Egypt/ 5.3 Sector specific legislation  

5.3.5 Architecture and spatial planning

These two fields are subject to the Intellectual Property Protection Law of 2002, but Egypt is in an architectural mess due to not observing the laws that prohibit the demolition of buildings of artistic or architectural value, particularly ancient buildings (Antiquities Law 117 of 1983).

In a special interview, Dr. Bahaa Bakri (architect, founder of green architecture studies and diploma and chairman of the Green Party) said that Egypt has no legislations or laws related to the relation of architecture and environment or specify the environmental specifications that should be adhered to upon constructing any building. Dr.Bakri added that the duty of the National Organization for Urban Harmony is merely to beautify the general urban scenery and maintain the original architectural pattern of existing buildings.

And despite the existence of a law prohibiting the demolition of buildings aged more than 100 years as being part of the country's heritage, it is not to be considered a green law.

The ignorance of local architects in regard to green architecture is evident in the fact that the characteristics of the surrounding environment are not taken into consideration upon constructing their buildings. Concrete is the main construction material and houses are not designed to receive   air from North.

Another aspect of this ignorance is the use of glass facades to imitate Western patterns, despite that in Western countries this method is used to maintain the largest amount of heat inside buildings and allow maximum sun light given the long winter and freezing temperatures. In our country however we are in need to screen the sun and prevent heat not the other way round.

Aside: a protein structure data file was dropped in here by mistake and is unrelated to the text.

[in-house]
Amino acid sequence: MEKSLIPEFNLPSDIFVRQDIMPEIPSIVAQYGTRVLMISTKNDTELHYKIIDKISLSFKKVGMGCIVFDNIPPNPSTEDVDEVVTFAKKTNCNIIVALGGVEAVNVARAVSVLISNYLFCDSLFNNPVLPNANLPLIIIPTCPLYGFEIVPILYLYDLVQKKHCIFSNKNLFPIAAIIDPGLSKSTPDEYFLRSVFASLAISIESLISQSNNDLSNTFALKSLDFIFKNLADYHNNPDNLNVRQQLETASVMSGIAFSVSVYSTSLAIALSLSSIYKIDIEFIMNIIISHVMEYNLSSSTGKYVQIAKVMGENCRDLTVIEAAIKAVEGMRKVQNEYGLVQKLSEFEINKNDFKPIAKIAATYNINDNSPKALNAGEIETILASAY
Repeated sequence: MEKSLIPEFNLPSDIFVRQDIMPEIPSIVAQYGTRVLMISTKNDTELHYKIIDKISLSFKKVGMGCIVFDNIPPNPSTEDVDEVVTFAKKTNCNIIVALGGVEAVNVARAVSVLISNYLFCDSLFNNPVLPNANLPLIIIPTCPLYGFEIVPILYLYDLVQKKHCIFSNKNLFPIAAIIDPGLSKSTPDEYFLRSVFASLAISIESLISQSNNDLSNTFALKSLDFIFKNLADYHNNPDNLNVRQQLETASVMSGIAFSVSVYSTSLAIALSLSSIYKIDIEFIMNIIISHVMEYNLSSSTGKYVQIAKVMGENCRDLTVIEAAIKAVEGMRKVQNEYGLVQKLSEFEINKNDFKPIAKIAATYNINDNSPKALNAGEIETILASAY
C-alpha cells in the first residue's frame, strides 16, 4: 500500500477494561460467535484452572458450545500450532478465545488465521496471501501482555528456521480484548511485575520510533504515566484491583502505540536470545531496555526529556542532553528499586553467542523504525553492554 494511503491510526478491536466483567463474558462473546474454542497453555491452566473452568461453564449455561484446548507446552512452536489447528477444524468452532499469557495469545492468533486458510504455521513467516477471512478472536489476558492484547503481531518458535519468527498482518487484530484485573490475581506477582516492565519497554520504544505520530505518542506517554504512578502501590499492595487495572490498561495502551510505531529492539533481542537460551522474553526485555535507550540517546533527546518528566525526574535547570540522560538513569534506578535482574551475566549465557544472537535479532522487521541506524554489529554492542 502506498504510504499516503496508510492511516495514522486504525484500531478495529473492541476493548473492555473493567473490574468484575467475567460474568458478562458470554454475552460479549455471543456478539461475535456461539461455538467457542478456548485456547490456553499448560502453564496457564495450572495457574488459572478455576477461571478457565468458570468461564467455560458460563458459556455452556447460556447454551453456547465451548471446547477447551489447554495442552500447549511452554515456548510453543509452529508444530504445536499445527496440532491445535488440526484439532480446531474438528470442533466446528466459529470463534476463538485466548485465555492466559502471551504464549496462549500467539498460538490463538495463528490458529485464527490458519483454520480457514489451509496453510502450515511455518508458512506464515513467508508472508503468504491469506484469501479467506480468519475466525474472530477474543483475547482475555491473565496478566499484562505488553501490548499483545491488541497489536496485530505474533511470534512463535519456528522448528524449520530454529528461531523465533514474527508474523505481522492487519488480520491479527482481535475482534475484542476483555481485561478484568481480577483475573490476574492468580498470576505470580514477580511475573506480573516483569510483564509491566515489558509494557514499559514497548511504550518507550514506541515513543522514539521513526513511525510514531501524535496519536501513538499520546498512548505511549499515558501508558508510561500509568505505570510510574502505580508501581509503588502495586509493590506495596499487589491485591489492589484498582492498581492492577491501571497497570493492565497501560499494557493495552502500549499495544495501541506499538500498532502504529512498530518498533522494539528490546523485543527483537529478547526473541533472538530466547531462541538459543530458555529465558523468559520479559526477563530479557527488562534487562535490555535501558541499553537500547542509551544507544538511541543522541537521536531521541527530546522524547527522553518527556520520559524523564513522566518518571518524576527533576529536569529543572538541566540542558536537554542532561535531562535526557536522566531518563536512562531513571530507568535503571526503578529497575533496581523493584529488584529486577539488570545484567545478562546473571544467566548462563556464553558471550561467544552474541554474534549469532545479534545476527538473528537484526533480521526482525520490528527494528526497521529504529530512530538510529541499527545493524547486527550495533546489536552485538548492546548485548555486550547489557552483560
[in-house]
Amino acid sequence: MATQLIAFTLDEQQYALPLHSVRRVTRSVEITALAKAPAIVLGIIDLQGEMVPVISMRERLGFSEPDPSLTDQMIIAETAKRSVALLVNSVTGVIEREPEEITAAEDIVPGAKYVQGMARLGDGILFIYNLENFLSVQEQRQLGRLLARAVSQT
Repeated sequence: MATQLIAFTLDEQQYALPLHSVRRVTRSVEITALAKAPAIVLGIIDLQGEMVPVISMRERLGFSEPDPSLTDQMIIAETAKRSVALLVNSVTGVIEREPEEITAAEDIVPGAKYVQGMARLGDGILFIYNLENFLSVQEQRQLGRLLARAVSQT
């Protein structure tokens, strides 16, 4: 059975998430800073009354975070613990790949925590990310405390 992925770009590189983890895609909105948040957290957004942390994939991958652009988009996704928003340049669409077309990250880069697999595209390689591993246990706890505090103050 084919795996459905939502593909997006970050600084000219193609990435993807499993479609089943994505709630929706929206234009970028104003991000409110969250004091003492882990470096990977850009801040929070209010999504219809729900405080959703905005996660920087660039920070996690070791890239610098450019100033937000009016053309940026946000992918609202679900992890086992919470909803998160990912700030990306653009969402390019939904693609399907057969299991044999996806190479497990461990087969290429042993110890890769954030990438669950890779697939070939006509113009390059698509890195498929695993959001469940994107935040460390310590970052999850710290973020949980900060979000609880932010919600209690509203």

The traditional construction methods however are preserved in rural areas. In Nubian houses for example no windows are included in order to prevent the excessive heat but only small openings in the upper part of the wall to create air current.

The project of veteran architect Hasan Fathi creator of the Imarat el Fuqaraa (building for the poor) theory and school, in which he took into consideration the use of cheap materials abundant in the local environment and the employment of traditional architectural patterns, such as the cellar and the domes, failed because the underprivileged aspire to live in homes like those of the "rich" (apartments, etc.) and because clay and clay brick houses need constant maintenance.

Dr. Bahaa Bakri believes that the existence of a specialized engineering and architectural criticism against the spread of informal modern residential buildings will help architects realize the important relation between architecture and the environment.

Chapter published: 01-04-2016